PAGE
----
Dulce de leche literally means candy made of milk and is said to have originated from Argentina. Our version is sweet, soft, salty and with a crunchy crisp biscuit, this little dessert has it all. Mix it up and try your favourite biscuit instead of a waffle.






Skill level

Average: 3.8 (7 votes)


  • 1 x 395 g can sweetened condensed milk
  • ½ tsp salt flakes
  • ½ tsp ground cardamom
  • small waffle biscuits and hot milk, to serve

Cook's notes

Oven temperatures are for conventional; if using fan-forced (convection), reduce the temperature by 20˚C. | We use Australian tablespoons and cups: 1 teaspoon equals 5 ml; 1 tablespoon equals 20 ml; 1 cup equals 250 ml. | All herbs are fresh (unless specified) and cups are lightly packed. | All vegetables are medium size and peeled, unless specified. | All eggs are 55-60 g, unless specified.


Makes 1 cup

Preheat oven to 200°C (400°F). Pour sweetened condensed milk into a baking dish, 28 x 18 x 4 cm and sprinkle over the salt flakes and ground cardamom, stir through.

Cover the baking dish tightly with foil and place into a larger baking dish. Pour in enough water to come ¾ of the way up the side of the smaller pan to create a bain-marie.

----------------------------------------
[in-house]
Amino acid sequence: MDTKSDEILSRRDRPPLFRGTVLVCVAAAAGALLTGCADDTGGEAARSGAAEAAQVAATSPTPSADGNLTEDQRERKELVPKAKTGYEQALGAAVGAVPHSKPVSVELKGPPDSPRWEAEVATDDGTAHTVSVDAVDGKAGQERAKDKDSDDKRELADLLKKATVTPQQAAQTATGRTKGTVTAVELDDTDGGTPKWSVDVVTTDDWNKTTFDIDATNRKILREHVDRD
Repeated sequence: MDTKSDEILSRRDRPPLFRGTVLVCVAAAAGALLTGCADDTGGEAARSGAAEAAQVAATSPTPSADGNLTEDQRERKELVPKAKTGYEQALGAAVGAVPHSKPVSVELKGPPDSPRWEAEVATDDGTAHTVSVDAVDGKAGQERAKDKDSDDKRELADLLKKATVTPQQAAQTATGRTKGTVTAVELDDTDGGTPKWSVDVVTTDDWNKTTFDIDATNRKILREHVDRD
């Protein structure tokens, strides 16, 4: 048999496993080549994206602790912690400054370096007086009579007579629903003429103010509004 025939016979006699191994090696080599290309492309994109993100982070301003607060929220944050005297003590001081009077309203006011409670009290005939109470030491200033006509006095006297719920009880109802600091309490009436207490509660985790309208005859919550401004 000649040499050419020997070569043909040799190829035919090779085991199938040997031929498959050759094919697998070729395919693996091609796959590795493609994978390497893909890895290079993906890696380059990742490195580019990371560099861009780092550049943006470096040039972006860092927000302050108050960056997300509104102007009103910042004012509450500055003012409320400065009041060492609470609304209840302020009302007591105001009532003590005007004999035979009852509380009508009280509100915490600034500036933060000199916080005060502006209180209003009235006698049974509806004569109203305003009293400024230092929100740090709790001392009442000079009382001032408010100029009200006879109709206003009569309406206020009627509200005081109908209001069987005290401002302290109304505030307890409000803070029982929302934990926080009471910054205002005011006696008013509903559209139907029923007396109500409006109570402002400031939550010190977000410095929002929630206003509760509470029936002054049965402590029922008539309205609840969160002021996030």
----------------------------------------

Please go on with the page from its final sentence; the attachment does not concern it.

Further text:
Bake in the oven for 1¾ hours or until the sweetened condensed milk is golden brown in colour. Top up the water in the bain-marie every ½ an hour or as the water evaporates.

Whisk the dulce de leche until smooth and store in a jar in the refrigerator for up to one month. Spread between waffle biscuits and serve with warm milk as a perfect midnight snack.


the food dept. trick
• Smear a couple of tablespoons in a tall glass and top with milk and scoop of vanilla ice-cream for a delicious caramel shake.
• Use this recipe anywhere you would use caramel – tart fillings, cake fillings, on waffles or pancakes or simply over ice-cream.


Photography by Petrina Tinslay, styling by David Morgan and art direction by Anne Marie Cummins.